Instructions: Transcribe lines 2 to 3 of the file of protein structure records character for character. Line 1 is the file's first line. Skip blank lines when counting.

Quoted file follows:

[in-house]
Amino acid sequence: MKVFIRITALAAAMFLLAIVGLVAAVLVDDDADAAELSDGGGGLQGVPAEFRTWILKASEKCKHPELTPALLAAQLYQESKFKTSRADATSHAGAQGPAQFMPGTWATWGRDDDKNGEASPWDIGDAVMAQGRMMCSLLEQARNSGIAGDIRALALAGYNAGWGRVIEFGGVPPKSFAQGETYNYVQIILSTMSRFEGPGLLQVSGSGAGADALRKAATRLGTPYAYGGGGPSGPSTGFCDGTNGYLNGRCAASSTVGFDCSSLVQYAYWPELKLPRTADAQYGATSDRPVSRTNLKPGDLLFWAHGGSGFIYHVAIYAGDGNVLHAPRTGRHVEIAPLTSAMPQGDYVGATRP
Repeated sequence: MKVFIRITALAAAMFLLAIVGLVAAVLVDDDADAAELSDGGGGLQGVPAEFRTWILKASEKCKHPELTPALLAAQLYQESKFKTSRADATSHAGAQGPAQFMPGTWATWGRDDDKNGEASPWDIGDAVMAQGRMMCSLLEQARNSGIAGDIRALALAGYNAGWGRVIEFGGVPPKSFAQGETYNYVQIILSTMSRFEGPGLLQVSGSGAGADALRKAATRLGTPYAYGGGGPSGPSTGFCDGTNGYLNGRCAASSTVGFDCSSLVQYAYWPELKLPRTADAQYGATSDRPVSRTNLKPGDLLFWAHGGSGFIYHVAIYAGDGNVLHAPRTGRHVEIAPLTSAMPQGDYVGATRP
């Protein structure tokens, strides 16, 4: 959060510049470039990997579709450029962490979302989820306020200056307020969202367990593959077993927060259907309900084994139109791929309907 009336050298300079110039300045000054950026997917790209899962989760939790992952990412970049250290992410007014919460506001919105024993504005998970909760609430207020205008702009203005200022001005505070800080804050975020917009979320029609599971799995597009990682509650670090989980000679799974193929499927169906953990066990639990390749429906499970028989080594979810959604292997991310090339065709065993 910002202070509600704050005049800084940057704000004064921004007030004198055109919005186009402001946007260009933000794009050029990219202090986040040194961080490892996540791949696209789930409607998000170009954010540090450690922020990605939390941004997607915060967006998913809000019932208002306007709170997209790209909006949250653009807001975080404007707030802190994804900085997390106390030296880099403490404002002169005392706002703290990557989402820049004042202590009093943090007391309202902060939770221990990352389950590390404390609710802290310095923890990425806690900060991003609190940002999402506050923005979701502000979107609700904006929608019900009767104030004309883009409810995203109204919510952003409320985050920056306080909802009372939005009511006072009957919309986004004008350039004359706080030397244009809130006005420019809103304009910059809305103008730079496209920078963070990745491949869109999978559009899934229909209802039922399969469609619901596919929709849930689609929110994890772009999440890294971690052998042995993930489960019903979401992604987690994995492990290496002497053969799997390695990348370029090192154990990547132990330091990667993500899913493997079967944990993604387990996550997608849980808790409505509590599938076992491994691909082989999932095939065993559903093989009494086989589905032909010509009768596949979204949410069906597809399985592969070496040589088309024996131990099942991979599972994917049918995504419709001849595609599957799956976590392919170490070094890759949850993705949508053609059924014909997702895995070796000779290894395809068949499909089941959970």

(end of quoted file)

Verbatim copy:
Amino acid sequence: MKVFIRITALAAAMFLLAIVGLVAAVLVDDDADAAELSDGGGGLQGVPAEFRTWILKASEKCKHPELTPALLAAQLYQESKFKTSRADATSHAGAQGPAQFMPGTWATWGRDDDKNGEASPWDIGDAVMAQGRMMCSLLEQARNSGIAGDIRALALAGYNAGWGRVIEFGGVPPKSFAQGETYNYVQIILSTMSRFEGPGLLQVSGSGAGADALRKAATRLGTPYAYGGGGPSGPSTGFCDGTNGYLNGRCAASSTVGFDCSSLVQYAYWPELKLPRTADAQYGATSDRPVSRTNLKPGDLLFWAHGGSGFIYHVAIYAGDGNVLHAPRTGRHVEIAPLTSAMPQGDYVGATRP
Repeated sequence: MKVFIRITALAAAMFLLAIVGLVAAVLVDDDADAAELSDGGGGLQGVPAEFRTWILKASEKCKHPELTPALLAAQLYQESKFKTSRADATSHAGAQGPAQFMPGTWATWGRDDDKNGEASPWDIGDAVMAQGRMMCSLLEQARNSGIAGDIRALALAGYNAGWGRVIEFGGVPPKSFAQGETYNYVQIILSTMSRFEGPGLLQVSGSGAGADALRKAATRLGTPYAYGGGGPSGPSTGFCDGTNGYLNGRCAASSTVGFDCSSLVQYAYWPELKLPRTADAQYGATSDRPVSRTNLKPGDLLFWAHGGSGFIYHVAIYAGDGNVLHAPRTGRHVEIAPLTSAMPQGDYVGATRP